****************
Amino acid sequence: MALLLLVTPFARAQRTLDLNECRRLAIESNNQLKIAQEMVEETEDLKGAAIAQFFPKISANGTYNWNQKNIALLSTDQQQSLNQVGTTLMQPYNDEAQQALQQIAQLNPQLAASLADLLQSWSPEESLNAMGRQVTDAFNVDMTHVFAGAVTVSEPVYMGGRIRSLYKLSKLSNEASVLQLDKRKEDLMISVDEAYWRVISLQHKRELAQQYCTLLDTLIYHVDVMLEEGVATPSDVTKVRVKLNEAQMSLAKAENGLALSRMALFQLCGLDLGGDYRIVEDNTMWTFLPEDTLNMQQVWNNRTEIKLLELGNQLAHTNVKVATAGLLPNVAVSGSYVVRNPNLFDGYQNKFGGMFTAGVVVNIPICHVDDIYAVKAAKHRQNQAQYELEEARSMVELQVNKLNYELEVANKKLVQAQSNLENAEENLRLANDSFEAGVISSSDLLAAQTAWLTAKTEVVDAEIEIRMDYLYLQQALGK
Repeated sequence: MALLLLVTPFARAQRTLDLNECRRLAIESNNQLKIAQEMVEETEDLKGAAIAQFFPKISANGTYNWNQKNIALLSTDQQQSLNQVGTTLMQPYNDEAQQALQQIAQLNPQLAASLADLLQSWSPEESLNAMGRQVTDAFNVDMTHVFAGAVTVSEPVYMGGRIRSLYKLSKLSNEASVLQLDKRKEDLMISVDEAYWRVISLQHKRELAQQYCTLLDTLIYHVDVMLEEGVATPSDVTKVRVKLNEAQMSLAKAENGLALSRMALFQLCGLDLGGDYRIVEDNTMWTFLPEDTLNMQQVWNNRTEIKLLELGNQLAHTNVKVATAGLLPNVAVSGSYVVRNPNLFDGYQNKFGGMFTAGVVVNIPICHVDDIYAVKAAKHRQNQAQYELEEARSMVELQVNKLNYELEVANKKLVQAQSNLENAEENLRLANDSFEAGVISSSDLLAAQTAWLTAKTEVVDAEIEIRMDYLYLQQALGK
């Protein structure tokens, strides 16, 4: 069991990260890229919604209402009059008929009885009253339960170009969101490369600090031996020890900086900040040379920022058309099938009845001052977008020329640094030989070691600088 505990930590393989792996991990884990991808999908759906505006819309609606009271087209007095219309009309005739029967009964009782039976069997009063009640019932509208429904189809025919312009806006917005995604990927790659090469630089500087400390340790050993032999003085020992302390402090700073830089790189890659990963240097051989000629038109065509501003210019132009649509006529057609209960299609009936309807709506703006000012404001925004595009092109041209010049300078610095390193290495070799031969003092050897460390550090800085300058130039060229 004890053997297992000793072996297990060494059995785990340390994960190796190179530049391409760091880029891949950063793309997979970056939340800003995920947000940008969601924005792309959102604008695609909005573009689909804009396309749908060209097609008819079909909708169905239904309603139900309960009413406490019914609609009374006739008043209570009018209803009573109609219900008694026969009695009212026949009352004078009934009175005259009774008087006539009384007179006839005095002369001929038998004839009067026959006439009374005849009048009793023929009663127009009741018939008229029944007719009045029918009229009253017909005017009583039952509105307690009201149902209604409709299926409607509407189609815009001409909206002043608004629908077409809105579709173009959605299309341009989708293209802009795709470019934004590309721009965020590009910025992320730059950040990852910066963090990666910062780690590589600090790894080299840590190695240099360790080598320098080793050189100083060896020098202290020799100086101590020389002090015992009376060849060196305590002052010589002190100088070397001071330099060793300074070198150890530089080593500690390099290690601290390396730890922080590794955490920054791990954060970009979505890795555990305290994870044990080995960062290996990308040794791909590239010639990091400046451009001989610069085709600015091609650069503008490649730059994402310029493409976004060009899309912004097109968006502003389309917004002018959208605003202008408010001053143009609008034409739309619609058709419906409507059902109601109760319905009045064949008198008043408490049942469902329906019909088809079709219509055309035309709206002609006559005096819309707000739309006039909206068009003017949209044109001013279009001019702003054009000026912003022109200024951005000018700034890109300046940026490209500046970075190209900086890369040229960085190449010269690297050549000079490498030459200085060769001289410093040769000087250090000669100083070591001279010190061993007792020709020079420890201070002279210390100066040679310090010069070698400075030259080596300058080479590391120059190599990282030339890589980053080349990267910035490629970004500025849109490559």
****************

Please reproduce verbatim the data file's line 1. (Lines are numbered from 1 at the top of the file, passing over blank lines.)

Amino acid sequence: MALLLLVTPFARAQRTLDLNECRRLAIESNNQLKIAQEMVEETEDLKGAAIAQFFPKISANGTYNWNQKNIALLSTDQQQSLNQVGTTLMQPYNDEAQQALQQIAQLNPQLAASLADLLQSWSPEESLNAMGRQVTDAFNVDMTHVFAGAVTVSEPVYMGGRIRSLYKLSKLSNEASVLQLDKRKEDLMISVDEAYWRVISLQHKRELAQQYCTLLDTLIYHVDVMLEEGVATPSDVTKVRVKLNEAQMSLAKAENGLALSRMALFQLCGLDLGGDYRIVEDNTMWTFLPEDTLNMQQVWNNRTEIKLLELGNQLAHTNVKVATAGLLPNVAVSGSYVVRNPNLFDGYQNKFGGMFTAGVVVNIPICHVDDIYAVKAAKHRQNQAQYELEEARSMVELQVNKLNYELEVANKKLVQAQSNLENAEENLRLANDSFEAGVISSSDLLAAQTAWLTAKTEVVDAEIEIRMDYLYLQQALGK